In comes one of those women, you know, the kind who has perfect children that would never speak out. The prodigies. The kids who can break rules in other ways, and we’re supposed to overlook them.  The kind of woman who sits with all the kids rather than with the adults, oblivious to the fact she’s blocking the view of kids sitting behind her, the kind who thinks the event is solely for her kids and the other kids are just in the way. Come on, we’ve all seen them. Maybe some of us don’t care about their existence, and maybe some agree with that kind of behavior, but I don’t. My child is just that: my child. If I’m there, I will guide. I will discipline. I will nudge. I am in charge, other than the teacher. If you don’t care about their existence, maybe it’s because they’ve never poked your child on the shoulder to say “Stop interrupting!” or because you are easily irritated when others’ kids do something you find misbehaving so you speak up. (If you’re one who speaks up to strangers’ children, here’s a thought: mind your beeswax. If it’s not your house or you’re not the teacher, restrain yourself. If you can’t control your behavior and reactions, don’t expect your children, or others’ kids, to control theirs either.)

This put a big damper on the event. It took me two hours to calm him down. He was angry. He doesn’t like to be touched by strangers, and in my opinion, he has a right to feeling that way. Yes, ideally, he’d be able to better handle it but right now, I have bigger fish to fry. The fact that I got him to an overnight event is a big deal! I can’t downplay that, or let anything else do it either. And I was angry. All the work I’d done was about to get flushed away, all because someone else was irritated by something small and not necessarily even legit. She got to go hang out with her friends and smiling kids, and I was left with an angry child unable to enjoy the cool stuff all around him, a kid who spent the rest of the night trying to block out the sounds because the overstimulation (both physically and emotionally) had him super-sensitive to sound.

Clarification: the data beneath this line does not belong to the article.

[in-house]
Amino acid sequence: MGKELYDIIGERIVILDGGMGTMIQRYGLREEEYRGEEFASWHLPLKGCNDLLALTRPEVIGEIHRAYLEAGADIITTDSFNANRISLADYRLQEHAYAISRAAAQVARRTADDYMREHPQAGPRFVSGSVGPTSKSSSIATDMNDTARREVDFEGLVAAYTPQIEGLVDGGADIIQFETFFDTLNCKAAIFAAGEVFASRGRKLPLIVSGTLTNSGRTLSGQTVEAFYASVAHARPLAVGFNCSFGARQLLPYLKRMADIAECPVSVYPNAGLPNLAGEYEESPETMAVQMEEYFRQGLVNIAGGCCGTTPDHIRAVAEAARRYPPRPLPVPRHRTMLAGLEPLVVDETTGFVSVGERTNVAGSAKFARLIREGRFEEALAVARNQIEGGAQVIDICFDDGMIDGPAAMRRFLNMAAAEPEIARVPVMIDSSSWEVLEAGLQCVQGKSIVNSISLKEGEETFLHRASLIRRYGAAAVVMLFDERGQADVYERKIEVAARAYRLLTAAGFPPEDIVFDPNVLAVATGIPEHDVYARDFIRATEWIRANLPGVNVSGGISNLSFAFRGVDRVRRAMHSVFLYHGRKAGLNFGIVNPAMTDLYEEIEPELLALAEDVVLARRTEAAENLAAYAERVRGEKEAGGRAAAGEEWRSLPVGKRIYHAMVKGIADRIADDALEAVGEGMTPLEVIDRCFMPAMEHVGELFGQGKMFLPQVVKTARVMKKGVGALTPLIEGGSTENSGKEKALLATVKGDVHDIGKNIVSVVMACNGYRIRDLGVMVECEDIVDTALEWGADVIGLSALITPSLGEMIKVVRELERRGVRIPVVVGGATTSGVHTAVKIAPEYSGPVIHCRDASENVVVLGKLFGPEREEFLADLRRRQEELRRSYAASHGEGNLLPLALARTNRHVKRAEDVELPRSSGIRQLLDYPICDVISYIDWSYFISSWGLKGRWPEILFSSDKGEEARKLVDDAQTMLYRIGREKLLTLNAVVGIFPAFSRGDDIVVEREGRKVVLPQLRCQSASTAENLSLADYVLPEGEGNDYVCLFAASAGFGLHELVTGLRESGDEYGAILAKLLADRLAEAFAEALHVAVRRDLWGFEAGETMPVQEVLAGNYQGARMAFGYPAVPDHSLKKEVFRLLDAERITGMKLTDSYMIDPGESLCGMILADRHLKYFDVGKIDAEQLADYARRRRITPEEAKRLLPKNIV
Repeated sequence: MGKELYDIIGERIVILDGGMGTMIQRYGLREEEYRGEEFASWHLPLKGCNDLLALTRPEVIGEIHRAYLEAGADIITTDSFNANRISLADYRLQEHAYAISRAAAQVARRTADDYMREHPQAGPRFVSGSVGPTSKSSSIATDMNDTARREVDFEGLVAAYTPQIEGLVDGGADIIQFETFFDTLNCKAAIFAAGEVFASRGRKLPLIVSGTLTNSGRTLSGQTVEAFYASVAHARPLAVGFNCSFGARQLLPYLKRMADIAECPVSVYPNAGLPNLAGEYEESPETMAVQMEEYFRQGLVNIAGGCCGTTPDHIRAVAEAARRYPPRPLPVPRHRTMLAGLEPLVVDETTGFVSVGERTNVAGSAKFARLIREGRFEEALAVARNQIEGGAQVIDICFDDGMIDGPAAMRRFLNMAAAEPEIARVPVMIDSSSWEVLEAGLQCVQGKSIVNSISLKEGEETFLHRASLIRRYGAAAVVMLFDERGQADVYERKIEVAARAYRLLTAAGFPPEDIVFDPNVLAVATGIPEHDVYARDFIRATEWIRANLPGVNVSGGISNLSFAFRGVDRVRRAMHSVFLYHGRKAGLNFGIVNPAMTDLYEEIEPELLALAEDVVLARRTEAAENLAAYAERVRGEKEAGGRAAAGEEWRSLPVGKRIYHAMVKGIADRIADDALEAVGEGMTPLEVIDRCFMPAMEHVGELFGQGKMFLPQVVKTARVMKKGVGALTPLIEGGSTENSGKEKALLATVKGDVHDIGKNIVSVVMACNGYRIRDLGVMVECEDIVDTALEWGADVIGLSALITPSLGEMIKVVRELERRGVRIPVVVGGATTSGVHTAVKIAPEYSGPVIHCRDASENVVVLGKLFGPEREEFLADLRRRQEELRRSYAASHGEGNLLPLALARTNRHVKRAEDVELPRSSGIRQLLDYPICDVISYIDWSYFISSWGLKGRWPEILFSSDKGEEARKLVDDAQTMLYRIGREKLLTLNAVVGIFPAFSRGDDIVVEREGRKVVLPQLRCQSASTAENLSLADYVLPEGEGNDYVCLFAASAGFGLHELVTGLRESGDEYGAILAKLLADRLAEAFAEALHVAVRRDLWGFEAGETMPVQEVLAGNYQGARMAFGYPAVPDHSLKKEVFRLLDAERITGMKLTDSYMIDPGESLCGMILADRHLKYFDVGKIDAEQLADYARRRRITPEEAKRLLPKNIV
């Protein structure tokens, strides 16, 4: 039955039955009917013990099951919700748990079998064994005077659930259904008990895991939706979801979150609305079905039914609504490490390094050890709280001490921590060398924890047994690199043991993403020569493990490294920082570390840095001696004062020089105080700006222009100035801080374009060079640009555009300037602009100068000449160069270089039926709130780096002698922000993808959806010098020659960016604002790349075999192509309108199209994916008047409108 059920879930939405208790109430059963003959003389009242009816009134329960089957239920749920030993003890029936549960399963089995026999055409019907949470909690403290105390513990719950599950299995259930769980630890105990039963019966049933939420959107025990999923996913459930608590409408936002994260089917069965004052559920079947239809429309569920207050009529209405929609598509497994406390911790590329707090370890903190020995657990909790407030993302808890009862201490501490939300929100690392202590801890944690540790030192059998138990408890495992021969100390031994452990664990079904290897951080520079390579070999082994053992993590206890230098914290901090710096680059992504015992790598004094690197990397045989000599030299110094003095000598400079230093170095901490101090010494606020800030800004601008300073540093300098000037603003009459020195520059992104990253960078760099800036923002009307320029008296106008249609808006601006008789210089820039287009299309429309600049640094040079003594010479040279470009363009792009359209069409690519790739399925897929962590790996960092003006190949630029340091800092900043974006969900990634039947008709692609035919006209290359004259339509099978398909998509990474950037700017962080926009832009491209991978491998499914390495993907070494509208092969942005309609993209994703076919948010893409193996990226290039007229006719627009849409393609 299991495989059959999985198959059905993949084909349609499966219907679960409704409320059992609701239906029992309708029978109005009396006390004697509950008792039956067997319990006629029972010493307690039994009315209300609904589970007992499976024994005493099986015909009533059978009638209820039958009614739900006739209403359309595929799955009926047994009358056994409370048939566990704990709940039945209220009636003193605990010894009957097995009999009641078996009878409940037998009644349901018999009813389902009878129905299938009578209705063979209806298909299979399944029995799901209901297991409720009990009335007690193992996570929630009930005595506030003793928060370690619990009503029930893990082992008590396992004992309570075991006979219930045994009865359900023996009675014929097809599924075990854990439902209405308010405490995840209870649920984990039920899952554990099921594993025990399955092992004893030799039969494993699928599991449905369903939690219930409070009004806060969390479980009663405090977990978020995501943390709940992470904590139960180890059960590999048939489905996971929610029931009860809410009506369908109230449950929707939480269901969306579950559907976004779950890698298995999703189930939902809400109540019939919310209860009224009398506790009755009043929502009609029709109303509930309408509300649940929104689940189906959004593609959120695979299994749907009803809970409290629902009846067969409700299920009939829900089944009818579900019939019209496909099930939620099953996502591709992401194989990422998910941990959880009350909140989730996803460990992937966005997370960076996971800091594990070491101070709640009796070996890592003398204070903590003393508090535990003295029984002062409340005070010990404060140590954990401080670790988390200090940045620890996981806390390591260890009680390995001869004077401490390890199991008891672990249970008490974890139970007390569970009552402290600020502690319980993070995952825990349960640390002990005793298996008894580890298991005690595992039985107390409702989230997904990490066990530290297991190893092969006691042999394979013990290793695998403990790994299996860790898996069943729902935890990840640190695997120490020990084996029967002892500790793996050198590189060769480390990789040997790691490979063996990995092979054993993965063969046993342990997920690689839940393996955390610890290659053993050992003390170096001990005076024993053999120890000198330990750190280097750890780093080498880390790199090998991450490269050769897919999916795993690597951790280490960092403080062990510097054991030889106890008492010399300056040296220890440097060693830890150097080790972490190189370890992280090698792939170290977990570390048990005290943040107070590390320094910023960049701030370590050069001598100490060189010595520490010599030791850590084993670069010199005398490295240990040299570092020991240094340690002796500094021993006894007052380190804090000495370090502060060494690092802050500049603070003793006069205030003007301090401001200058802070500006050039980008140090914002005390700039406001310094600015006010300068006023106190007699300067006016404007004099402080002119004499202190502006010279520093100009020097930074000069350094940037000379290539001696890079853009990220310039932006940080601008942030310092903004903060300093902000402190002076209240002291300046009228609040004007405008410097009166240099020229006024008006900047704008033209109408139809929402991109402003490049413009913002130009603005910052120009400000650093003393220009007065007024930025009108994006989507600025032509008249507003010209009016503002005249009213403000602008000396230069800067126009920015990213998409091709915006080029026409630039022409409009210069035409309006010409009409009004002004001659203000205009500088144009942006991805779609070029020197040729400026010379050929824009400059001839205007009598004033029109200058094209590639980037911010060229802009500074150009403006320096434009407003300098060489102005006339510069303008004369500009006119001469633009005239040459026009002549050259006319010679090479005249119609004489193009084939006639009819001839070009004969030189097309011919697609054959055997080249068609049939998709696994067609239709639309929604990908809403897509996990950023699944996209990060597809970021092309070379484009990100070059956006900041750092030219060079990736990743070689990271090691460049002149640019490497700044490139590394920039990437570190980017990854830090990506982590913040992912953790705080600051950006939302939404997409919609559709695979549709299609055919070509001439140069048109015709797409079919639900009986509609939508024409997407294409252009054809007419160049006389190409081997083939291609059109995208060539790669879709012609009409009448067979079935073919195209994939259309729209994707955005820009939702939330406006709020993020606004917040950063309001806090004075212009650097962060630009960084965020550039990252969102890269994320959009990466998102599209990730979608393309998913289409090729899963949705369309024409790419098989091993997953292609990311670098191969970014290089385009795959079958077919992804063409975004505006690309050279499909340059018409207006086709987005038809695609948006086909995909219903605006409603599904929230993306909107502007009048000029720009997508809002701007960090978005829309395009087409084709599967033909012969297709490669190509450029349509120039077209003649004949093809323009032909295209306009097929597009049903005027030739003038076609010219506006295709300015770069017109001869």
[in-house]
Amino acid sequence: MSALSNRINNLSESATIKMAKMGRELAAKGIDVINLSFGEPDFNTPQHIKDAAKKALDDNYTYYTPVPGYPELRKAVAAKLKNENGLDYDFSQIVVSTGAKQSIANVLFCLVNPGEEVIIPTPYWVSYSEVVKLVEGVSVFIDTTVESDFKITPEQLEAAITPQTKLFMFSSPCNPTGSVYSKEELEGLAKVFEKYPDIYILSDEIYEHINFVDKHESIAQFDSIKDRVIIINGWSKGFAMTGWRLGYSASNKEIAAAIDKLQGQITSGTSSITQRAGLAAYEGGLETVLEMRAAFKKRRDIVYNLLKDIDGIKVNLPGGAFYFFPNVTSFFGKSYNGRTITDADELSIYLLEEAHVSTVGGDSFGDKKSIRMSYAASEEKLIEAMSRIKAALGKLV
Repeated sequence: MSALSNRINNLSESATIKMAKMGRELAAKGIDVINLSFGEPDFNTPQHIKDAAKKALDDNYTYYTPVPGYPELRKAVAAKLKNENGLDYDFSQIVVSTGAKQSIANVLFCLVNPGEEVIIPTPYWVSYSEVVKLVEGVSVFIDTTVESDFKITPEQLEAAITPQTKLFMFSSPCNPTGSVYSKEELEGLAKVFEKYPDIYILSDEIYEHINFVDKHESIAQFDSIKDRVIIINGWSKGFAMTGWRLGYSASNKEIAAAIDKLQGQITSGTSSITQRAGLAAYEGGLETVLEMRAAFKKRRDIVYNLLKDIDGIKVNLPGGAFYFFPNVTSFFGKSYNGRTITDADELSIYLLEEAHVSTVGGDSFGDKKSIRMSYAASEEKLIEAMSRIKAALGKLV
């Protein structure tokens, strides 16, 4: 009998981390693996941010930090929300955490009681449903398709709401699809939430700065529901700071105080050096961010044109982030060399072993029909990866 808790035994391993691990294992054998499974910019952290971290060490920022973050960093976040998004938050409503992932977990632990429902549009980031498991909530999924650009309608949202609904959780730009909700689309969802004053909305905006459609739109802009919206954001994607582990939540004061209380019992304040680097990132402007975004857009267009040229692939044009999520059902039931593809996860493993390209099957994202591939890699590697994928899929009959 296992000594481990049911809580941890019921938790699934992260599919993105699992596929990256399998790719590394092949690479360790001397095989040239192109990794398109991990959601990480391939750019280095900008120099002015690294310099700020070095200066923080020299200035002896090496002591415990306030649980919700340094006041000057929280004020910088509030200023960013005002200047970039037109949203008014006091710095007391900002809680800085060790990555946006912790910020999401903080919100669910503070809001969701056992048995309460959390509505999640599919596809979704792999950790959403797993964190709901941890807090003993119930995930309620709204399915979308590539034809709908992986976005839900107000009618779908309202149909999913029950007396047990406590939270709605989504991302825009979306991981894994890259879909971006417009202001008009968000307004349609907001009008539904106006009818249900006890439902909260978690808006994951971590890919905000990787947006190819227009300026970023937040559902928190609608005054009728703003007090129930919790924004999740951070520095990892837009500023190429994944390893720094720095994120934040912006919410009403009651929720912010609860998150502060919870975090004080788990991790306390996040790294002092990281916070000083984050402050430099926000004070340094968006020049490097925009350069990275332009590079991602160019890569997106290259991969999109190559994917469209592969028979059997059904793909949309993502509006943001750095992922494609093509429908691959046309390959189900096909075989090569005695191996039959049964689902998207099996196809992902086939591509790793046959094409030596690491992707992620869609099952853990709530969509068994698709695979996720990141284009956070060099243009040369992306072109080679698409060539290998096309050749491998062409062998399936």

No, I didn’t approach her. Should I have? Yes..but to do so would have meant I would have had to dredge it back up in front of him, and that wouldn’t have done any good. Instead, I suggested that we have some type of awareness program as a co-op offering, and that was shot down because, well, it’s acceptable to tell others’ kids to shut up, and if I want people to not do it, or not touch him, he should wear a shirt announcing it. (Okay, so I’m exaggerating a little bit with the shirt bit but the gist is the same.) The response was that I should pre-emptively tell everyone, talk to the leader, and somehow foresee anything that *might* happen and cover it with a list of Do’s and Don’ts.  I’m still amazed that I should know that someone might butt in my business and touch him and/or tell him to be quiet. I mean, really? Maybe I’m naive and people do that all the time…but keep in mind, my son was a stranger to this woman. He was familiar with this outing as we’d gone to many daytime classes there, and he felt comfortable. There goes that! Now I am supposed to sit with him..and by the way, let’s not forget that the teacher isn’t in charge, any parent around has the right to step in, duh! What was I thinking?

/rant off

We experienced a problem, fixed it on our end and tried to advocate so that we didn’t experience it again in the future nor did anyone else. But advocacy is often unwelcome. People don’t necessarily want to hear it. They want us to not bother their perfect worlds or to come out in public where we can teach our kids what they need to do. People don’t want to be inconvenienced. Opening your mind or being willing to show tolerance — which is pushed all over the place in this political campaign, to everyone except the disabled — is not something everyone’s going to do, regardless of how hard we tried.

I will admit, I cried last night. Frustration that I tried and was rebuffed so ‘sorry, too bad.’ Sad that these people walk around, head held high, completely ignorant of the people around them. Upset that instead of making the situation better, who knows if people will single him out now in the future. And if I find a parent went to the venue management? Possible legal involvement. I don’t mess around. Invisible disabilities are discriminated against on a daily basis, and I’m at a loss as to how to change that. Oh, wait, I was told to start a support group. Uhm, yeah, great, where a bunch of us can sit around and talk about how we’ve all been rebuffed? We can come up with all these perfect plans we want, but in reality, they each rely on the rest of the world showing compassion. If we can’t even rely on people to mind their own business or be nice, how can we place bets on compassion? I won’t let it happen to my child again though. No, I won’t go around telling everyone ahead of time — he’s entitled to his privacy and BB’s now at the point where he wants no one to know. I told him that means he has to be on his best behavior, and he’s trying. We’ve also worked with him on responding properly when someone corrects him and/or touches him. There will not be a repeat occurrence.